The Trans-Pacific Partnership, a proposed and controversial 12-nation trade pact dealing with everything from intellectual property to human rights, effectively died Friday. Congressional leaders from both parties told the White House they would no longer consider it with a lame duck president, even one who staunchly backed the plan.
Among the reasons the deal was relevant to Ars readers is because of how it treated intellectual property. The TPP exported US copyright law regarding how long a copyright lasts. For signing nations, the plan would have made copyrights last for the life of the creator plus 70 years after his or her death. That’s basically the same as in the US.
When the 2,000-page text of the deal was released in November last year—after negotiations were done in secret—the Motion Picture Association of America hailed it. “The TPP reaffirms what we have long understood—that strengthening copyright is integral to America’s creative community and to facilitating legitimate international commerce,” Chris Dodd, the MPAA chairman, said.
At one point last year, many feared the TPP would require signing companies to mandate that Internet service providers terminate accounts for Internet copyright scofflaws. That, however, never materialized. In the US, many of the top ISPs have a six-strikes consumer infringement program.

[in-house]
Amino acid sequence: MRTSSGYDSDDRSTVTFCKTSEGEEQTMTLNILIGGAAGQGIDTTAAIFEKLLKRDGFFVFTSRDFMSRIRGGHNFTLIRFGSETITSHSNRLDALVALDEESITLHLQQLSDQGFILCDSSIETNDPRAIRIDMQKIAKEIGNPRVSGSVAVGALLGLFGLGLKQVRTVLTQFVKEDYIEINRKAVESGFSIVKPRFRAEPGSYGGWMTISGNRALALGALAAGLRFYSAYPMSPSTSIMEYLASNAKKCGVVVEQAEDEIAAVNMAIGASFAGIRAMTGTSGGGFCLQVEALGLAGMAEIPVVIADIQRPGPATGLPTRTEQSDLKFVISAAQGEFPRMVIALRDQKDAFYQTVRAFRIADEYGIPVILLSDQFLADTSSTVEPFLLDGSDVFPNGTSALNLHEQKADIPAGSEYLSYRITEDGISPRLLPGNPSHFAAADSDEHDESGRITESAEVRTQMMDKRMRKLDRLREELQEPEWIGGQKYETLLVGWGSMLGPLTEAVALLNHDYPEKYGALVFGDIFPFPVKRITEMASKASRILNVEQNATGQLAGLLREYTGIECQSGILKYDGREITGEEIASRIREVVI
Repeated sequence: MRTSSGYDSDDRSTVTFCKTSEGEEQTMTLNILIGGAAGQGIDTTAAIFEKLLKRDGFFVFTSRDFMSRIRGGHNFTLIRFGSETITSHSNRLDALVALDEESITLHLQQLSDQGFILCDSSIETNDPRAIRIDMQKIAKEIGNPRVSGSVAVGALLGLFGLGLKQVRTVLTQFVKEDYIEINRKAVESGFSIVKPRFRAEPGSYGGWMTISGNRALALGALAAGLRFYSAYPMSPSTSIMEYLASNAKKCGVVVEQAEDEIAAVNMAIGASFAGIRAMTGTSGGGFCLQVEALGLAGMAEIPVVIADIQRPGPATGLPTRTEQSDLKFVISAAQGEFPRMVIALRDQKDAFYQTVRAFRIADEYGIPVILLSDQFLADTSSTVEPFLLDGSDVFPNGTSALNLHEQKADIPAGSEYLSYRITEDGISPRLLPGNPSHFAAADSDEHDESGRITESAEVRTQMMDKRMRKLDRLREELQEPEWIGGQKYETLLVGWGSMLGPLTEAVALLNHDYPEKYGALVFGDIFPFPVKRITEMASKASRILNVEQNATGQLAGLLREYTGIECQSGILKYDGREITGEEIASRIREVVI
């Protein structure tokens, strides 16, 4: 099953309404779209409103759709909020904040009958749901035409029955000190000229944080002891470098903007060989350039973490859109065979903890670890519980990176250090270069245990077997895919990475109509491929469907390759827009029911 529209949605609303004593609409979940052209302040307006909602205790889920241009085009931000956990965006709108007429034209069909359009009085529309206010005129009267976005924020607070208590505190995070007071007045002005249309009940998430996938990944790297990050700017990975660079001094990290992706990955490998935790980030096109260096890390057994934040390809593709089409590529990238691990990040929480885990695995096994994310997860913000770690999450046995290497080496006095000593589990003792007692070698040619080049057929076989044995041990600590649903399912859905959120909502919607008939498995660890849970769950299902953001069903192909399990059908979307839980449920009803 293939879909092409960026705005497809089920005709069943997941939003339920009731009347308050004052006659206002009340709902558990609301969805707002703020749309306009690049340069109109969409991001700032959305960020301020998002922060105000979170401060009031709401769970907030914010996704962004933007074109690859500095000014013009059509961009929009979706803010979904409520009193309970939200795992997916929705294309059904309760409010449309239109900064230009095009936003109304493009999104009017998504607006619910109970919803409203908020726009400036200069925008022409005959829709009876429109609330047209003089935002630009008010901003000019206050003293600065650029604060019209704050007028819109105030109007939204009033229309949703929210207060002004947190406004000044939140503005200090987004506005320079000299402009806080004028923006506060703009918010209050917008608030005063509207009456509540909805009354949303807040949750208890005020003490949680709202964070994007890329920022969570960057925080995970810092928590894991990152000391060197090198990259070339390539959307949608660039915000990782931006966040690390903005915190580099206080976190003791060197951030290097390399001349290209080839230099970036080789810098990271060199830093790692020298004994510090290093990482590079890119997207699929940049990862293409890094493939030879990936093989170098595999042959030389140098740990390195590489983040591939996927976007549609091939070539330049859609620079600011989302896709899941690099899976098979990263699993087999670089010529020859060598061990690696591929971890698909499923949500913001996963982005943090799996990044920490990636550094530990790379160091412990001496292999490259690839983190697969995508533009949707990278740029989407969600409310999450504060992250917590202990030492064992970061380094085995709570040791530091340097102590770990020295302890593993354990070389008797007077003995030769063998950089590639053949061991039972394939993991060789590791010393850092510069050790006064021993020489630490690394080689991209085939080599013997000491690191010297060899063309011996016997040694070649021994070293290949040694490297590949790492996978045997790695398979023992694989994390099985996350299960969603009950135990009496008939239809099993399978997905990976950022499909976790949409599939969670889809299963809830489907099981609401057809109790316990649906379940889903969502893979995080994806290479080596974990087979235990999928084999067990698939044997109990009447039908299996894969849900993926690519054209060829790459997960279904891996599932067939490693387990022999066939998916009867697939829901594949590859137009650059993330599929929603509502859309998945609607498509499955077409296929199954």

Knowledge Ecology International, which monitors international law, said the measure would have gutted provisions in American law encouraging more transparency of patents on biologic drugs. The group said infringing any patent or copyright could have become more risky and costly.
But what a difference a year makes. Following the victory of Republican Donald Trump, the Senate Majority Leader Mitch McConnell, a Republican of Kentucky, and Sen. Chuck Schumer, a New York Democrat, have said they would not bring up the TPP vote given that President Barack Obama is leaving office in January.
“In terms of the TPP agreement itself, Leader McConnell has spoken to that, and it’s something that he’s going to work with the president-elect to figure out where they go in terms of trade agreements in the future,” Wally Adeyemo, Deputy National Security Advisor for International Economic Affairs told The Wall Street Journal late Friday.
The nations in the accord include the US, Japan, Australia, Peru, Malaysia, Vietnam, New Zealand, Chile, Singapore, Canada, Mexico, and Brunei. They represent about 40 percent of the global economy. China has proposed a 16-nation free-trade bloc that includes India.